Matching-Adjusted Indirect Comparison of Health-Related Quality of Life and Adverse Events of Apalutamide Versus Enzalutamide in Non-Metastatic Castration-Resistant Prostate Cancer.

The present study aimed to indirectly compare apalutamide and enzalutamide with respect to tolerability and health-related quality of life (HRQoL) among men with non-metastatic castration-resistant prostate cancer (nmCRPC).

Patient-level data from the SPARTAN study [apalutamide + androgen deprivation therapy (ADT) versus placebo + ADT] and aggregate published data from the PROSPER study (enzalutamide + ADT versus placebo + ADT) were used. Anchored matching-adjusted indirect comparison (MAIC) was conducted by weighting patients' baseline characteristics from SPARTAN to match aggregated baseline characteristics in PROSPER. Odds ratios (ORs) of reported adverse events (AEs) and baseline-to-follow-up least squares mean differences in HRQoL [measured with Functional Assessment of Cancer Therapy-Prostate (FACT-P) score] with 95% credible intervals were re-estimated for SPARTAN arms using weighted population and indirectly compared with those in PROSPER through a Bayesian framework. Events of special interest included fatigue, hot flush, nausea, diarrhea, hypertension, falls, dizziness, decreased appetite, arthralgia, asthenia and headache. In addition, any AEs and serious AEs were explored.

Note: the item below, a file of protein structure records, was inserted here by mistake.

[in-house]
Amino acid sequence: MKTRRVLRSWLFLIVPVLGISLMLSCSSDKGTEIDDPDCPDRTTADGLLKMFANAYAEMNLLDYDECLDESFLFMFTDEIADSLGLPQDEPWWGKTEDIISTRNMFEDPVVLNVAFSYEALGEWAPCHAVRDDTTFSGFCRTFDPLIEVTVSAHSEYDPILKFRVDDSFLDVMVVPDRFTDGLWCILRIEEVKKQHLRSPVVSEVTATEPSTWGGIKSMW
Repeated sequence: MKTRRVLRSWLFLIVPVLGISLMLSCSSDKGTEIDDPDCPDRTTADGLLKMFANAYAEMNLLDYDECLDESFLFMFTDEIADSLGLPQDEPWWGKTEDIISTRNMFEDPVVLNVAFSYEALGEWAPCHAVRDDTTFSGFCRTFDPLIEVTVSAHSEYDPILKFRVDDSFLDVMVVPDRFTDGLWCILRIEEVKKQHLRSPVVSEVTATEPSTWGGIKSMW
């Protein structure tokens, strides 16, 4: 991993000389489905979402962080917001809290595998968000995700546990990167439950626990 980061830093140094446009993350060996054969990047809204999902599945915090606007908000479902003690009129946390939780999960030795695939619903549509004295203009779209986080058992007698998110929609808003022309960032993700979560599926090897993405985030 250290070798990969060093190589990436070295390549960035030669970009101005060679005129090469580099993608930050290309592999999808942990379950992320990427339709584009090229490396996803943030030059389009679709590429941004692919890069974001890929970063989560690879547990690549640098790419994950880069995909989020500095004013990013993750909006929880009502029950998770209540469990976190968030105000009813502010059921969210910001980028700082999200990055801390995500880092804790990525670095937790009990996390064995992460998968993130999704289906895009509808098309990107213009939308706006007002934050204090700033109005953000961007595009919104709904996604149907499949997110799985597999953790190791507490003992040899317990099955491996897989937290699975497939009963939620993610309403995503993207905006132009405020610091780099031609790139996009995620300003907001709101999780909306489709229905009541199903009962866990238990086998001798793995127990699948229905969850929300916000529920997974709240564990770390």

Of 1207 SPARTAN patients, 1171 were matched to 1401 PROSPER patients. Relative to enzalutamide, apalutamide demonstrated better tolerability as evidenced by the highest probability of reduced occurrence of fatigue [p(OR < 1) = 99.5%], hypertension [p(OR < 1) = 99.2%], decreased appetite [p(OR < 1) = 98.3%], fall [p(OR < 1) = 90.3%], headaches [p(OR < 1) = 86.7%], and nausea [p(OR < 1) = 80.0%]. The probabilities of reduced occurrence of any AEs and SAEs with apalutamide versus enzalutamide were 66.9% and 90.9%, respectively. Relative to enzalutamide, apalutamide treatment was associated with a higher probability of a better HRQoL based on the FACT-P total score [p(diff > 0) = 73.1%]. The probability of a better HRQoL with apalutamide versus enzalutamide was highest for the physical [p(diff > 0) = 97.3%] and functional [p(diff > 0) = 86.7%] wellbeing subscales, and the pain-related subscale [p(diff > 0) = 90.1%].

Anchored MAIC suggests that treatment of men with nmCRPC with apalutamide is associated with a higher probability of better tolerability due to fewer AEs and better HRQoL than enzalutamide.

Advances in therapy. 2019 Dec 07 [Epub ahead of print]

Simon Chowdhury, Stéphane Oudard, Hiroji Uemura, Steven Joniau, Dominic Pilon, Patrick Lefebvre, Kelly McQuarrie, Jinan Liu, Lindsay Dearden, Jan Sermon, Suzy Van Sanden, Joris Diels, Boris A Hadaschik

Department of Medical Oncology, Guy's, King's, and St. Thomas' Hospital, London, UK. ., European Georges Pompidou Hospital, Paris Descartes University, Paris, France., Yokohama City University Medical Center, Yokohama, Japan., University Hospitals Leuven, Leuven, Belgium., Analysis Group, Inc., Montréal, QC, Canada., Janssen Research & Development, Horsham, PA, USA., Janssen Global Services, Raritan, NJ, USA., Janssen EMEA, Beerse, Belgium., University of Duisburg-Essen and German Cancer Consortium (DKTK), Partner Site University Hospital Essen, Essen, Germany.